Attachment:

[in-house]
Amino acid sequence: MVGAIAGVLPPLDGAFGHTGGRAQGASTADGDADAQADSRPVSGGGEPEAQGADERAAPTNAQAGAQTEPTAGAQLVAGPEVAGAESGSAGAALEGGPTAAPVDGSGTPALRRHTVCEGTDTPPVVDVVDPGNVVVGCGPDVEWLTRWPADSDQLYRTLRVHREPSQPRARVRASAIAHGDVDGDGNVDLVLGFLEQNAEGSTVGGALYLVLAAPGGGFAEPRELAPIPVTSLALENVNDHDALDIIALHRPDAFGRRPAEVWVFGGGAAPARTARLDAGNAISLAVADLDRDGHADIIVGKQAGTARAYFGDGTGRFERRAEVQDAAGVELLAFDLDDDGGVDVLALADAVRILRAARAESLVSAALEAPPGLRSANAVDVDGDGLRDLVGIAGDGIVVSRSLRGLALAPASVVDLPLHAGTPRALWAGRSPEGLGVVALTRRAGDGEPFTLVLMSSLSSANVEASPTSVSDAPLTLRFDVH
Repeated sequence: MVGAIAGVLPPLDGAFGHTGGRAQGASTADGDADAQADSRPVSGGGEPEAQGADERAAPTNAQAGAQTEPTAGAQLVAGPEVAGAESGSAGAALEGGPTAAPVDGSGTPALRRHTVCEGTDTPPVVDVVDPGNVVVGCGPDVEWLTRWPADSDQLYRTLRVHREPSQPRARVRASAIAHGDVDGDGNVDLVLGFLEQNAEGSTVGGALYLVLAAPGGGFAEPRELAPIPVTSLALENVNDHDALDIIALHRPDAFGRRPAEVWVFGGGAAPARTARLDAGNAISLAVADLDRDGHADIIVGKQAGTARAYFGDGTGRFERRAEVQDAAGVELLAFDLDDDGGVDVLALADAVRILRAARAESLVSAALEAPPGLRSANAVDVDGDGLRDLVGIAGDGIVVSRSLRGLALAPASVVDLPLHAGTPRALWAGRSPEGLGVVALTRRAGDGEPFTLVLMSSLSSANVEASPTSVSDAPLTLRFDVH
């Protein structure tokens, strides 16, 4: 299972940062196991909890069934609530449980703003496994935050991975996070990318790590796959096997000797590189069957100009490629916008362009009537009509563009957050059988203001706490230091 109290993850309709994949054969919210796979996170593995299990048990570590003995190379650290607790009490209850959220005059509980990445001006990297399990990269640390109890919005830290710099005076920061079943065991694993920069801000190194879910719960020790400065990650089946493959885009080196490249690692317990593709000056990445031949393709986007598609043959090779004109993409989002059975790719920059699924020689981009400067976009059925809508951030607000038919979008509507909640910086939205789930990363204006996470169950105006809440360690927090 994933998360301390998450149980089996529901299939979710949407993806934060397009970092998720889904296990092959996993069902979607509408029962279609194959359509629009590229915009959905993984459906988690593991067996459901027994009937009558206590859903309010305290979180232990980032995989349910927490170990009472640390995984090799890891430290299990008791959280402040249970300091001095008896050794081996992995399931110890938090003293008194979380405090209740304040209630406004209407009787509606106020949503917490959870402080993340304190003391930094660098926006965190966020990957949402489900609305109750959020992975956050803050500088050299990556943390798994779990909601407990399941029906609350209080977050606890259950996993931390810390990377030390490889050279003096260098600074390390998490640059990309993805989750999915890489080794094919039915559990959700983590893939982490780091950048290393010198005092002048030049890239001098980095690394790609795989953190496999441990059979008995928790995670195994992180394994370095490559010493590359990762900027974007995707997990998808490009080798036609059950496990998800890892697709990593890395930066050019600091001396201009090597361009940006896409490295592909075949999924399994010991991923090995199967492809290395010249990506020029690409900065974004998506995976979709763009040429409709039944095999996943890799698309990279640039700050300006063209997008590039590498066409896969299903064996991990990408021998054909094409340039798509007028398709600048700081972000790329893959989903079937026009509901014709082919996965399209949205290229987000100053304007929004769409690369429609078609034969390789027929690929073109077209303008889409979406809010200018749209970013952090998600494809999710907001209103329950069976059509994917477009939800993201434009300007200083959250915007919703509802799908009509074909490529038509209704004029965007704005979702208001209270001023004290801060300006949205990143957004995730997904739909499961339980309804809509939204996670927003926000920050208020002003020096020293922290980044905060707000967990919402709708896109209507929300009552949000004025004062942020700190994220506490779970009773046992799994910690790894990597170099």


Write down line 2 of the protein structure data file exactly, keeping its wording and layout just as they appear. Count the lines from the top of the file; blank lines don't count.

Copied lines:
Amino acid sequence: MVGAIAGVLPPLDGAFGHTGGRAQGASTADGDADAQADSRPVSGGGEPEAQGADERAAPTNAQAGAQTEPTAGAQLVAGPEVAGAESGSAGAALEGGPTAAPVDGSGTPALRRHTVCEGTDTPPVVDVVDPGNVVVGCGPDVEWLTRWPADSDQLYRTLRVHREPSQPRARVRASAIAHGDVDGDGNVDLVLGFLEQNAEGSTVGGALYLVLAAPGGGFAEPRELAPIPVTSLALENVNDHDALDIIALHRPDAFGRRPAEVWVFGGGAAPARTARLDAGNAISLAVADLDRDGHADIIVGKQAGTARAYFGDGTGRFERRAEVQDAAGVELLAFDLDDDGGVDVLALADAVRILRAARAESLVSAALEAPPGLRSANAVDVDGDGLRDLVGIAGDGIVVSRSLRGLALAPASVVDLPLHAGTPRALWAGRSPEGLGVVALTRRAGDGEPFTLVLMSSLSSANVEASPTSVSDAPLTLRFDVH